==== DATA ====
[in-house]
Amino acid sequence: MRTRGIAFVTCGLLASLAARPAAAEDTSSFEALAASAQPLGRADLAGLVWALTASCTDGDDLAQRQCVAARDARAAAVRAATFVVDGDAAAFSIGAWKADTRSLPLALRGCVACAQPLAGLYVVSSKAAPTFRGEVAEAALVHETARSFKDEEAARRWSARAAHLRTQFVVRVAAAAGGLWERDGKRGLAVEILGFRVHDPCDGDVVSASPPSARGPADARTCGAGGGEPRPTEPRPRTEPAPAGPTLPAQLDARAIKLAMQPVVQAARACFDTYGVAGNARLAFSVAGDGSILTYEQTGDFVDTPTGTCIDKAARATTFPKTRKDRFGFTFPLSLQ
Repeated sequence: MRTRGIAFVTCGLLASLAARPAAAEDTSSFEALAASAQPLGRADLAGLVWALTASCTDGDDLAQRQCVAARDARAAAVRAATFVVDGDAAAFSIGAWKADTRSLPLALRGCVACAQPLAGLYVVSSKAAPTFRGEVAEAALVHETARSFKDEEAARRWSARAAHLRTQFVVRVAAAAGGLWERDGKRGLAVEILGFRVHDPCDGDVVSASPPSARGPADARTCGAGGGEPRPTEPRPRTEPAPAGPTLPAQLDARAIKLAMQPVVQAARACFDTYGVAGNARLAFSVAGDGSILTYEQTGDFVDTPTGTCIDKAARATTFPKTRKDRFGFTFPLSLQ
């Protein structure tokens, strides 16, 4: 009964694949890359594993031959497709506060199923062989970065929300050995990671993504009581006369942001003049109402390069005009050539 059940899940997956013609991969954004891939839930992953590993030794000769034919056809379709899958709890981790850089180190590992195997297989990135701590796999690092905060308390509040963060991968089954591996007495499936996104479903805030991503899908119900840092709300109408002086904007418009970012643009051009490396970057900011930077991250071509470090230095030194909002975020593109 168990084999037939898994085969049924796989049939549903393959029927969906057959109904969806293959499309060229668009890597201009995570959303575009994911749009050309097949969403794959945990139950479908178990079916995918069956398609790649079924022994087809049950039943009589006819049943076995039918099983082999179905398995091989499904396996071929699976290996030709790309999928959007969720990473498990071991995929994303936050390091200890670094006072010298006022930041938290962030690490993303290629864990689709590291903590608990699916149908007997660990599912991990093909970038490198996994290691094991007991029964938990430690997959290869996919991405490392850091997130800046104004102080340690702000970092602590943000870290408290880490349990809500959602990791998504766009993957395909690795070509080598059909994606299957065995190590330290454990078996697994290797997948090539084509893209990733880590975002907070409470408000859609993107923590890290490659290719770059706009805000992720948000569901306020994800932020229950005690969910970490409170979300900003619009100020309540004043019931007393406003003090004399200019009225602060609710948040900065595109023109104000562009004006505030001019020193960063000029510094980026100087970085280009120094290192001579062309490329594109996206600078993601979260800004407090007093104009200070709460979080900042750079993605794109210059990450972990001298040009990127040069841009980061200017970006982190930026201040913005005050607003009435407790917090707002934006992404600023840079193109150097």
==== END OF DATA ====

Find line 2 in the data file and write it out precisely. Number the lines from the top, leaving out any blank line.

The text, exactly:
Amino acid sequence: MRTRGIAFVTCGLLASLAARPAAAEDTSSFEALAASAQPLGRADLAGLVWALTASCTDGDDLAQRQCVAARDARAAAVRAATFVVDGDAAAFSIGAWKADTRSLPLALRGCVACAQPLAGLYVVSSKAAPTFRGEVAEAALVHETARSFKDEEAARRWSARAAHLRTQFVVRVAAAAGGLWERDGKRGLAVEILGFRVHDPCDGDVVSASPPSARGPADARTCGAGGGEPRPTEPRPRTEPAPAGPTLPAQLDARAIKLAMQPVVQAARACFDTYGVAGNARLAFSVAGDGSILTYEQTGDFVDTPTGTCIDKAARATTFPKTRKDRFGFTFPLSLQ